Howard “Cowboy” Wooldridge, a former police officer who is now a national advocate for repealing marijuana laws, put his beliefs on a T-shirt that he proudly wears everywhere: “Cops Say Legalize Pot. Ask Me Why.”
Wooldridge wore the shirt Thursday night when speaking to more than 20 people at the Northern Virginia chapter of the National Organization for the Reform of Marijuana Laws (NORML) meeting in Falls Church. For the last 15 years – the last eight full time – Wooldridge has traveled the country spreading his opinion that the prohibition of marijuana should be repealed. Wooldridge retired after an 18-year career in law enforcement in Michigan.
Some NORML members at the meeting shared Wooldridge’s thoughts on the issue.
“The national polls say 54 percent of the people in the country are in favor of treating marijuana like alcohol,” Wooldridge said. “Let the commonwealth run the commonwealth.”
With marijuana now legal on a limited basis in Colorado, Washington state and elsewhere, some believe it’s time to let the individual states decide how to govern marijuana laws.
Democratic U.S. Rep. Jim Moran of Virginia signed a letter to Attorney General Eric Holder and Drug Enforcement Administration Administrator Michele Leonhart asking that they take no action against people whose activities related to marijuana are in compliance with state law, according to a November story in the Huffington Post. Democratic U.S. Rep. Jared Polis of Colorado wrote the letter.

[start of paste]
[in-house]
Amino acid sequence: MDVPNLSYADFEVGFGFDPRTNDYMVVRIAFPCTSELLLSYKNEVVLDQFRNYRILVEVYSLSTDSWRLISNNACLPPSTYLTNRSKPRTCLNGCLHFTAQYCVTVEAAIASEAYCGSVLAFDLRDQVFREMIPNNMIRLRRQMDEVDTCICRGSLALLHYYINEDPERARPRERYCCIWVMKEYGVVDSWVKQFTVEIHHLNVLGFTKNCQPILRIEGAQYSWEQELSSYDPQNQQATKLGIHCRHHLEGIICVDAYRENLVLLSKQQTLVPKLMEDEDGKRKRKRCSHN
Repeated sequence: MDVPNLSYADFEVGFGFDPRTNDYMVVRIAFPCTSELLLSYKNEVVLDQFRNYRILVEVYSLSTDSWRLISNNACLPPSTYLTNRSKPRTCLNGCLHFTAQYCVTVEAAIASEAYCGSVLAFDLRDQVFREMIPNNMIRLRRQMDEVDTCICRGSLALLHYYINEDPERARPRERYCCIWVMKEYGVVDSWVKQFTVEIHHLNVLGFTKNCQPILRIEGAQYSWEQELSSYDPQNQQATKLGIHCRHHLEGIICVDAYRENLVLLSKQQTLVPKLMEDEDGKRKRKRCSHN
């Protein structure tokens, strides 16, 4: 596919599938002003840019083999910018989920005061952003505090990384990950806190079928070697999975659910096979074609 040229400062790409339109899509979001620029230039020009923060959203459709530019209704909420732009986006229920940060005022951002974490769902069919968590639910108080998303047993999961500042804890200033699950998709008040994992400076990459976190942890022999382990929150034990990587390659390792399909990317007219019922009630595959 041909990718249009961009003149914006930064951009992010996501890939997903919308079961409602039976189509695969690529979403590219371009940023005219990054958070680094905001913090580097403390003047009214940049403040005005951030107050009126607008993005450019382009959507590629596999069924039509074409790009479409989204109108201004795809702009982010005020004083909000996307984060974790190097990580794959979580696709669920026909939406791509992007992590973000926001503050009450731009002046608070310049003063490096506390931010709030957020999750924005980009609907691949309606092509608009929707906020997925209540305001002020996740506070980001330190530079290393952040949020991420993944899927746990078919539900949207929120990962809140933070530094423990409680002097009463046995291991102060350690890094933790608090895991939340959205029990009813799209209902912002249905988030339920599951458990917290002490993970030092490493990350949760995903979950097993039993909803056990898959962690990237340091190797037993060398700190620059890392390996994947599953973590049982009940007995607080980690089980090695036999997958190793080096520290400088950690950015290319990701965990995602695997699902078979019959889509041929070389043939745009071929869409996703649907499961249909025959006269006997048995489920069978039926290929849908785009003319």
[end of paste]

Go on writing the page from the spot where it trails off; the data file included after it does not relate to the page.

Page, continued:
NORML’s mission, according to its website, is to “move public opinion sufficiently to achieve the repeal of marijuana prohibition so that the responsible use of cannabis by adults is no longer subject to penalty.”
According to a Virginia State Police report, about 22,500 people were arrested for marijuana offenses in 2011. From 2010 to 2011, almost 2,500 first-time marijuana offenders did jail time, according to the report.
Robert Sharpe, a Virginia NORML board member, said those arrests will follow the offenders for the rest of their lives and if marijuana was legalized, those people wouldn’t have those marks on their records.
“Virginia is behind the curve but who knows, we could be surprised,” Sharpe said.
It comes down to money, said Wooldridge — who was sporting a white cowboy hat, cowboy boots and a big shiny belt buckle — that prevents marijuana from being legalized. He said pharmaceutical drug companies, counselors and public and private prisons that house offenders with marijuana arrests all benefit from keeping the drug illegal.
“This has been a lucrative business for the police and prison industry,” Wooldridge said. “We need to treat this substance like alcohol. It’s safer than alcohol.”